As cancellations, renewals and pickups have been rolling in over the past little while, I’ve been doing a lot of thinking about what new shows may be in my wheelhouse, whether any previous good fits have been taken off the air, and basically getting a sense of where my place lies in the current TV world. With one of the shows that utterly owns my soul (Warehouse 13) on the bubble, I’ve been a little worried if it’s an outlier or the beginning of the end of my window. (Based on the number of genre pilots that were picked up, I’m thinking outlier.) That got me thinking about what exactly makes a show fit my sensibilities, what the common threads are in my favorite shows and my spec pilots — the better to spot any promising new pickups.
One of my career coach’s exercises determined that the primary descriptors of my personality are offbeat, curious, and earnest, so I wondered if I could do something similar for my work and the shows I find myself drawn to most strongly. Of course there are certain tropes/character types I’m very fond of, but for this exercise I focused on broader elements. To my surprise, it was incredibly easy to figure out the pattern — I’ve identified nine key elements, and everything I watch or write possesses at least five of them. These are in no particular order, except for #1, which is so fundamental to my nature (there’s that earnestness!) it’s almost always a dealbreaker.
- Inherently hopeful. This doesn’t mean sunshine, flowers and rainbows — I maintain that Pretty Little Liars is hopeful because no matter what happens, the girls believe they can and will find out what happened to Ali. (See also Grimm‘s Scooby Gang of do-gooders.)
- Strong lead female character. Even on shows with male protagonists, there’s at least one badass lady, whether she’s an apothecary or a hacker or a nosy high school student.
- Found families. Ever since I was a little kid I’ve nearly always preferred stories (or subplots) about groups of friends, classmates or coworkers to a focus on nuclear families. (Heroes was the one major outlier here.)
- SF/Fantasy/Supernatural elements. As far as I’m concerned, the joy of fiction is being able to do whatever you damn well please as long as the story has internal logic. Witches? Werewolves? Telekinesis? Teleportation? Yes, thank you, I’ll have another.
- Strong sense of place. I love feeling grounded in wherever the show is set, be it Portland or Rosewood or Univille.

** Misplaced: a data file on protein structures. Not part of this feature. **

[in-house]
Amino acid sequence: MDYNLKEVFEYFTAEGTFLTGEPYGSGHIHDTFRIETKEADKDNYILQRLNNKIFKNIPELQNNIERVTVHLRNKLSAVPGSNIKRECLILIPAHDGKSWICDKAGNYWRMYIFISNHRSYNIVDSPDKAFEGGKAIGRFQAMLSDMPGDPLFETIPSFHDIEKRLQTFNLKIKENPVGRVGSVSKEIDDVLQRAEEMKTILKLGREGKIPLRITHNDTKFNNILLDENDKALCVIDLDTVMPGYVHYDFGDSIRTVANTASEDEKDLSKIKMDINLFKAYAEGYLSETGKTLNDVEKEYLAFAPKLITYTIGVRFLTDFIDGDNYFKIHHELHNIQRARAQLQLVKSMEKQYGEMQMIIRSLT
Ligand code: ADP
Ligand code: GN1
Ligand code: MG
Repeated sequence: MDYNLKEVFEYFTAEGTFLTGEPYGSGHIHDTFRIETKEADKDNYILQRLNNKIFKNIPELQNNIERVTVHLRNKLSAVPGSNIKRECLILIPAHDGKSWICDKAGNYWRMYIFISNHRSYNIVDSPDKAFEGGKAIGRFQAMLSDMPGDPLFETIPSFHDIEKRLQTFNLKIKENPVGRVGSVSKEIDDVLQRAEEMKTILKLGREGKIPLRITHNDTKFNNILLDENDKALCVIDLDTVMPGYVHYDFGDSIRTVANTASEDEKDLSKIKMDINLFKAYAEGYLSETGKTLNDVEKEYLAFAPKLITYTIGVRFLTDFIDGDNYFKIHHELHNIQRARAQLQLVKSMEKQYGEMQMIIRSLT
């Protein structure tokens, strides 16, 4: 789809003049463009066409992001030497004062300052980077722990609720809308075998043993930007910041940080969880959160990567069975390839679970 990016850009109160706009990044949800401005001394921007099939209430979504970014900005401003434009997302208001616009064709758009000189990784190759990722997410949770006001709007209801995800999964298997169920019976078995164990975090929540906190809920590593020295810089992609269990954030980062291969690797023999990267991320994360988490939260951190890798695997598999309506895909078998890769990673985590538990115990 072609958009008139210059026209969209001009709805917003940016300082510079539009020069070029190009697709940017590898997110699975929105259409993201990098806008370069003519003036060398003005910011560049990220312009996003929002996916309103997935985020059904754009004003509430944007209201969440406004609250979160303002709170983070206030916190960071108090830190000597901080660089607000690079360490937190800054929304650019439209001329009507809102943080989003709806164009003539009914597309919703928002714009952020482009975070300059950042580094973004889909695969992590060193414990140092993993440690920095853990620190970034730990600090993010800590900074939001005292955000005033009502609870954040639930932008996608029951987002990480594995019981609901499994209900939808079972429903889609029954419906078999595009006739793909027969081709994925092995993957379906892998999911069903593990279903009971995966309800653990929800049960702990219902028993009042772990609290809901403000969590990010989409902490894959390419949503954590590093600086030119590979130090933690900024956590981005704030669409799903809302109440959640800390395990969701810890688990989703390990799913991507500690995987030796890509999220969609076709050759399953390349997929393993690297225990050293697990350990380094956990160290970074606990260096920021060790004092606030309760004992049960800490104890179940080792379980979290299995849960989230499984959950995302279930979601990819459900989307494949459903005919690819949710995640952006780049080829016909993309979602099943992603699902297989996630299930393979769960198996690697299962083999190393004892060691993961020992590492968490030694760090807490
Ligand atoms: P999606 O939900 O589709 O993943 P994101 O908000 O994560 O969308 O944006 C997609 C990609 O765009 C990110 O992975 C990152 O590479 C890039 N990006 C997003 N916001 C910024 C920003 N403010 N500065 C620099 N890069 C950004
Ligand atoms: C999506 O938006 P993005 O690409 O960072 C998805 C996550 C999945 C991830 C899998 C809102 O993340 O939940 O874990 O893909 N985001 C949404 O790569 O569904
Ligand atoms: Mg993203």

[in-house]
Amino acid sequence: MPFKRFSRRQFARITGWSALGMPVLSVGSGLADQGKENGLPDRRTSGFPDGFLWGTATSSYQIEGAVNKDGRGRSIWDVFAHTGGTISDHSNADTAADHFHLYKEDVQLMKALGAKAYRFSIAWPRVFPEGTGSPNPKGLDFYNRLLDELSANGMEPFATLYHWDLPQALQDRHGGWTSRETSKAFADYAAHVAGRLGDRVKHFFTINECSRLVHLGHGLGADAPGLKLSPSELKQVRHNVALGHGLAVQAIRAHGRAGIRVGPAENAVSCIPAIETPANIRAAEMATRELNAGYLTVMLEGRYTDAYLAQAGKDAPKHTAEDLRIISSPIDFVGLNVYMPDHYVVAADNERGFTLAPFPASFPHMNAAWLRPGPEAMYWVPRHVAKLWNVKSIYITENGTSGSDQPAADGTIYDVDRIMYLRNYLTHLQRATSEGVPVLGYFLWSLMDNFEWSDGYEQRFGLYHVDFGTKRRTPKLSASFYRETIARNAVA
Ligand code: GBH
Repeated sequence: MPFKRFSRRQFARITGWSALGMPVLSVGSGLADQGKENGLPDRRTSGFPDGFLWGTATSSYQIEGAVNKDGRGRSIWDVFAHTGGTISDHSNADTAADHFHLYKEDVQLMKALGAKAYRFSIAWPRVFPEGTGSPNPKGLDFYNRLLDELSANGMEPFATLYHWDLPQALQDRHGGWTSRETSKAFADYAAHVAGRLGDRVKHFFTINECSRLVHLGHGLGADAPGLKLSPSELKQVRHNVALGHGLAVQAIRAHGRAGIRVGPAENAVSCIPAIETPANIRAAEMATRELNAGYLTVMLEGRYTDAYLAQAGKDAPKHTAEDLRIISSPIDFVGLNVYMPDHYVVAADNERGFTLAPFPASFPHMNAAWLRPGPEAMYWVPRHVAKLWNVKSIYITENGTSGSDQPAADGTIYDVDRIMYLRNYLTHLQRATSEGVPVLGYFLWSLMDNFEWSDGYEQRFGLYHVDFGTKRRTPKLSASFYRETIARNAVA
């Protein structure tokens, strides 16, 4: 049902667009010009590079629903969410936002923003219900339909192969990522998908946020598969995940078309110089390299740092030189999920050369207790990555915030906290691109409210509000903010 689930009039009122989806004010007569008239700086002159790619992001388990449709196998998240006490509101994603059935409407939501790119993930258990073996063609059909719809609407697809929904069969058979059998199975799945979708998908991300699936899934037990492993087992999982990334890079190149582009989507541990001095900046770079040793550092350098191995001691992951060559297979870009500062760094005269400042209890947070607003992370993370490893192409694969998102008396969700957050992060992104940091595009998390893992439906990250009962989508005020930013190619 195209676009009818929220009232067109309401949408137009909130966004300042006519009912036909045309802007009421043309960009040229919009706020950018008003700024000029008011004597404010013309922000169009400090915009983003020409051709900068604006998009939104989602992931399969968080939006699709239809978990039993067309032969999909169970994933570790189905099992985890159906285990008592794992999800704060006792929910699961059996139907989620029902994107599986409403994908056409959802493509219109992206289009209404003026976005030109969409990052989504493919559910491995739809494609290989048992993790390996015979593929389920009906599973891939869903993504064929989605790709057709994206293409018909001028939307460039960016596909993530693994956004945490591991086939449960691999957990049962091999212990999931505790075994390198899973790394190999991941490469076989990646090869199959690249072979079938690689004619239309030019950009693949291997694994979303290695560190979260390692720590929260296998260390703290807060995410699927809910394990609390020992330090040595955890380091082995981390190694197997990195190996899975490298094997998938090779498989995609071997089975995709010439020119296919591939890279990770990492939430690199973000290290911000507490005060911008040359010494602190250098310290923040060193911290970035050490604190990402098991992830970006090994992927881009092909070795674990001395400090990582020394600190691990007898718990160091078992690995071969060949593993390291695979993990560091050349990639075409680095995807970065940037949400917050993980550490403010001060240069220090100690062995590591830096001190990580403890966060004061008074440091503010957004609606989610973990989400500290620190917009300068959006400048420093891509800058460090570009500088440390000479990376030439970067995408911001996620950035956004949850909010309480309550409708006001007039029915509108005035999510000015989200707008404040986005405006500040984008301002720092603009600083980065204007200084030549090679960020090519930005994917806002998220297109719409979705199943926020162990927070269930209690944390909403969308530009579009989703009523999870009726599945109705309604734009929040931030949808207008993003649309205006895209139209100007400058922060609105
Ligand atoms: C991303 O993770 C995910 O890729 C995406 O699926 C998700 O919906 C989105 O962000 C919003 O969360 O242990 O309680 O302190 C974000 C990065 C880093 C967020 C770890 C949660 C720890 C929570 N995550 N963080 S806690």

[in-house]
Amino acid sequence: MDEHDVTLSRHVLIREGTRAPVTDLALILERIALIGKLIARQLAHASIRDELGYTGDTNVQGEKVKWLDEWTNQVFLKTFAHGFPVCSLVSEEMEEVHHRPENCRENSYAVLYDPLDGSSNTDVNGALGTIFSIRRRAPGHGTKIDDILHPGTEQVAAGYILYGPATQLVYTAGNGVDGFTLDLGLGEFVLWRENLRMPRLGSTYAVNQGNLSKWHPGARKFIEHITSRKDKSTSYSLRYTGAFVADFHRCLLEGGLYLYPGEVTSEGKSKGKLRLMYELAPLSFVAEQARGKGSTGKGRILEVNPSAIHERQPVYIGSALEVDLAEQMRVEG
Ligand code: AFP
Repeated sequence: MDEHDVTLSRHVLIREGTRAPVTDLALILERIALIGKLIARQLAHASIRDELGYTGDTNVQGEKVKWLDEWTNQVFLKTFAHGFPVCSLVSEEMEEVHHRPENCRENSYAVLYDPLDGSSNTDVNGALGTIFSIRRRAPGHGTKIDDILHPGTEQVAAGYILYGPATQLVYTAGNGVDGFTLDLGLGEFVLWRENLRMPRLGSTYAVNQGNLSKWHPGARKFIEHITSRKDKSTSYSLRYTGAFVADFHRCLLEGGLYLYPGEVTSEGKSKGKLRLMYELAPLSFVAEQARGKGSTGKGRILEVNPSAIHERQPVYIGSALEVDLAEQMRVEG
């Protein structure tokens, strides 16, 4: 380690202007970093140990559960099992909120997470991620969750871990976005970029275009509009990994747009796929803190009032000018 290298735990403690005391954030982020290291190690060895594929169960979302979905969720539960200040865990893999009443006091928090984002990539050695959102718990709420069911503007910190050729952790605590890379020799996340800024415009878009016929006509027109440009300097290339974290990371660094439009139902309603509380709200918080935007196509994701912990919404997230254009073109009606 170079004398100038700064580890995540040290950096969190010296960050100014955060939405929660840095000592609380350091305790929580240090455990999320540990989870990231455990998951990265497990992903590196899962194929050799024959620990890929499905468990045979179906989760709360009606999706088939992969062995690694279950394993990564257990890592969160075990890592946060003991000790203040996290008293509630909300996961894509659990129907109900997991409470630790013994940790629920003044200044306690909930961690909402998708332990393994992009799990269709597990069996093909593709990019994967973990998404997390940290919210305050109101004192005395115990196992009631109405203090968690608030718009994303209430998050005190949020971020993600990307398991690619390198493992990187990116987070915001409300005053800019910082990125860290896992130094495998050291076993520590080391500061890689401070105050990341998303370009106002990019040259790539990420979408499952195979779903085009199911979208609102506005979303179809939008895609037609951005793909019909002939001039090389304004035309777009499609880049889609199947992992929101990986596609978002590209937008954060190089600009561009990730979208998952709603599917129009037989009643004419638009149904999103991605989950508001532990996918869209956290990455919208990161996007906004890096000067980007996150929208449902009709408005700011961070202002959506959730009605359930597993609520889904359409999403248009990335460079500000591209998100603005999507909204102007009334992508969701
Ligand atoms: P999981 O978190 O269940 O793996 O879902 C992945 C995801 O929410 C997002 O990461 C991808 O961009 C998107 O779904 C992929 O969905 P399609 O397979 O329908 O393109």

- Mystery. Not necessarily straight-up detective work, but a definite “puzzle” element.
- Teen/young adult characters. I love a good coming-of-age story, and even the transitions my adult characters go through tend to map more closely to coming-of-age stories than other types of life changes.
- A romance I can root for. Ninety-nine times out of a hundred, this involves one character I really identify with plus another character I personally find appealing. (Currently, the one in 100 is Rosalee and Monroe, who’s not my type whatsoever, on Grimm.)
- Sense of humor. A relentlessly dour tone will usually turn me off a show really fast.
Here’s how my top four current favorites stack up:
Warehouse 13: 1, 2, 3, 4, 5, 6, 7, 9
Pretty Little Liars: 1, 2, 3, 5, 6, 7, 8
Grimm: 1, 2, 3, 4, 5, 6, 8, 9
Arrow: 1, 2, 3, 4, 5, 6, 9 (I’d add #7 but Thea hasn’t been around much lately)
And my spec pilots:
Between the Lines (dramedy): 1, 2, 3, 5, 8, 9
Bonaventure Underground (teen mystery): 1, 2, 3, 5, 6, 7
Kismet Kate (superhero): 1, 2, 3, 4, 5, 6, 7, 9
untitled witch project (light supernatural): 1, 2, 3, 4, 5, 6, 8, 9
Obviously these aren’t the only things that grab my attention in a TV show or that make me want to write a particular story — there’s a lot more to “voice” or “brand” than that. On the spectrum of “Gaaaahhh! Pigeonholing is evil! The Man is stifling my creativity!” to “Find your niche and stick with it”, I fall right in the middle — I’m a big believer in knowing your strengths but also leaving room to grow. But these nine elements are my foundation, and are probably as close as I’ll ever get to having an actual formula. And if any of you ever catch me recycling smaller specifics too much, just swat me on the knuckles with a rolled-up script. I’ll get the hint.